Despite the physical, psychological, social and cognitive benefits of adopting a healthy lifestyle, most children and adolescents do not comply with the recommendations for physical activity and other health-related behaviors (duration sleep, screen time, eating patterns, etc.) (Marques, Loureiro, Avelar-Rosa, Naia, and de Matos, 2018); to which should be added an increase in the prevalence of overweight and obesity in young people.

To combat this serious public health problem, the World Health Organization (WHO) has drawn up different plans, such as the ‘Global Action Plan on Physical Activity 2018-2030: More Active People for a Healthier World’, which aims to increase PA levels in adolescents and adults by 15% by 2030, and through four strategic objectives:


Create active societies


Create active environments


Create active people


Create active systems

However, despite the fact that a large amount of human and financial resources have been invested, different systematic reviews have shown the lack of effectiveness, sustainability and transfer of the interventions on the promotion of healthy habits carried out (Love et al., 2019), and also a lack of effectiveness of school intervention programs aimed at improving the practice of physical activity and other healthy habits in children and adolescents (Borde et al., 2017).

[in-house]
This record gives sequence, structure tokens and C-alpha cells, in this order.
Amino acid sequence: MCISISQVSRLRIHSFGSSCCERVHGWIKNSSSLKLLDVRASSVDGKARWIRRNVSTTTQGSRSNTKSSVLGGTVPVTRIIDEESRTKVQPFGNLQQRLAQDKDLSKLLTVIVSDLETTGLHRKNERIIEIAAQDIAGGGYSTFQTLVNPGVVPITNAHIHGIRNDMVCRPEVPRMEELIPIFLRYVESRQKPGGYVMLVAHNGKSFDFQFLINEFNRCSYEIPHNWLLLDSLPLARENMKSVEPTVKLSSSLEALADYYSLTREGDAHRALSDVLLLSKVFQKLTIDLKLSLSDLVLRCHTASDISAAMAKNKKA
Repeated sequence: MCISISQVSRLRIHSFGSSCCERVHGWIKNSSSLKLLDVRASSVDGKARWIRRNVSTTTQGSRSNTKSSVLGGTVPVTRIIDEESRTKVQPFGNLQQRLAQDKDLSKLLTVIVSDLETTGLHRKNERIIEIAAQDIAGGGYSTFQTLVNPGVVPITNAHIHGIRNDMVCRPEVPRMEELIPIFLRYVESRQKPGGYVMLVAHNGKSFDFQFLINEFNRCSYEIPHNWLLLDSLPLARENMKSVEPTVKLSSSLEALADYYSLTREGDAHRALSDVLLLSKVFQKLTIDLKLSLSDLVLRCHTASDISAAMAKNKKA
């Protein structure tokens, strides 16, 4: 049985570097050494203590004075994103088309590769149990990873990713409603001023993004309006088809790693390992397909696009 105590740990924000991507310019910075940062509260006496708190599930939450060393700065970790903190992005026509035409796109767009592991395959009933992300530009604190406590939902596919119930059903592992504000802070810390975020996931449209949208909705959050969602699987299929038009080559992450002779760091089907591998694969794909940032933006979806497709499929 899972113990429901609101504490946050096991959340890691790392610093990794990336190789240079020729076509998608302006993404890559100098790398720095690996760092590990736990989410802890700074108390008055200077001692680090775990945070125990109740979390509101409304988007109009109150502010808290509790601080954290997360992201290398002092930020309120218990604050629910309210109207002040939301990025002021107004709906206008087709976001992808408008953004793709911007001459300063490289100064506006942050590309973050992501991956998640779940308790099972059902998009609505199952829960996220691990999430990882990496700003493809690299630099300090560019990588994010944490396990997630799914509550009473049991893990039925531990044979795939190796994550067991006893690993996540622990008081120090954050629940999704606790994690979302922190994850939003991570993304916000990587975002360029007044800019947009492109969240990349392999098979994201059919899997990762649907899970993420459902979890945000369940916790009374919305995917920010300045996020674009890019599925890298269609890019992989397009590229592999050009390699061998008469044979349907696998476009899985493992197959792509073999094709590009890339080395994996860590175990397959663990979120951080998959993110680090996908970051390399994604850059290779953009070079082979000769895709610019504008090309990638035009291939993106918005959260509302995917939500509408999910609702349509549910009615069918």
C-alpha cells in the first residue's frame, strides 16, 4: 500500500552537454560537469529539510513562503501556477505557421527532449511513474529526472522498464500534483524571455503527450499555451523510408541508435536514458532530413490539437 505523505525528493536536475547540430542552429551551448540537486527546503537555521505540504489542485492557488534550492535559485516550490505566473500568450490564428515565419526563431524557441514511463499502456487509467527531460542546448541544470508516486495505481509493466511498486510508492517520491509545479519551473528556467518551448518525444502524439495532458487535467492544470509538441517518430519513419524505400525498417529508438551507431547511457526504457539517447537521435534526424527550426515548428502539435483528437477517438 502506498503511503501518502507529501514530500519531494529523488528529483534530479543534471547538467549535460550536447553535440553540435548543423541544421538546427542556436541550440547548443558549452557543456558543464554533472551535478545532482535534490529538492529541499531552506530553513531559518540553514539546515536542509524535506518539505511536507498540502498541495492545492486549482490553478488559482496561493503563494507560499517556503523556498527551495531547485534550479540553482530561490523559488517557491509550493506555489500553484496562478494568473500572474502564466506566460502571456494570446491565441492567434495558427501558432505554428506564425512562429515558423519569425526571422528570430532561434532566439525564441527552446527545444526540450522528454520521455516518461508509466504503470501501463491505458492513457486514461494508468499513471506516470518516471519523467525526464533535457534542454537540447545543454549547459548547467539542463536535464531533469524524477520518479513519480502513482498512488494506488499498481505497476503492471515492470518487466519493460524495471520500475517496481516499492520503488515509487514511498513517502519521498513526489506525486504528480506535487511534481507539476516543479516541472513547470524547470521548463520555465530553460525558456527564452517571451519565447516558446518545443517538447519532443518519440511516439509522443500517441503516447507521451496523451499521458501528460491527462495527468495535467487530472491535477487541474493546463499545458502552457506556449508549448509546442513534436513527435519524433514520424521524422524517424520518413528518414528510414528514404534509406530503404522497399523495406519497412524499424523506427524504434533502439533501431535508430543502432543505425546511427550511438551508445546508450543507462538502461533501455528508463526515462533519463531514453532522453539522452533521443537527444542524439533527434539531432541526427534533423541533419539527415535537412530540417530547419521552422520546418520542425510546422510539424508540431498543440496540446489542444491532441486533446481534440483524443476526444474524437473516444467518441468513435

On the other hand, of all the agents in the educational field, some authors have highlighted the Physical Education teacher as one of the most influential educational agents in the practice of PA, as well as in other healthy habits, in students (Slingerland and Borghouts, 2011).

Physical Education teachers can influence the promotion of healthy habits both directly (eg, by contributing in Physical Education classes to meeting the levels of moderate and vigorous physical activity), and indirectly (eg, transmitting knowledge, attitudes and skills necessary for students to adopt a healthy lifestyle) (Slingerland and Borghouts, 2011); This indirect promotion route is especially relevant.

In this way, the Physical Education teaching staff acquires an even more important complementary role as an educator, facilitator and promoter of an active and healthy lifestyle, with the aim that students continue to carry out physical activity in their leisure time and throughout his life.

In addition, the accumulated experiences in Physical Education are decisive when adopting or not a healthy lifestyle. Repeatedly accumulated negative experiences are associated with feelings of incompetence and abandonment of the practice of PA (Beltrán-Carrillo et al., 2018). However, positive experiences in PE classes in childhood have been related to a greater intention to engage in physical activity, and to a reduction in sedentary behavior in adulthood (Ladwig, Vazou, & Ekkekakis, 2018). In this sense, PE teachers have a direct responsibility for the experiences generated in their classes.

How do pedagogical models influence to improve teaching in Physical Education?

Can the intervention carried out by Physical Education teachers be improved? How does the teaching interpersonal style influence the development of positive experiences in Physical Education classes?

How should interventions to improve healthy habits be developed from schools and from the area of Physical Education?

These and many other issues are what will focus the efforts of this Network in the coming years.

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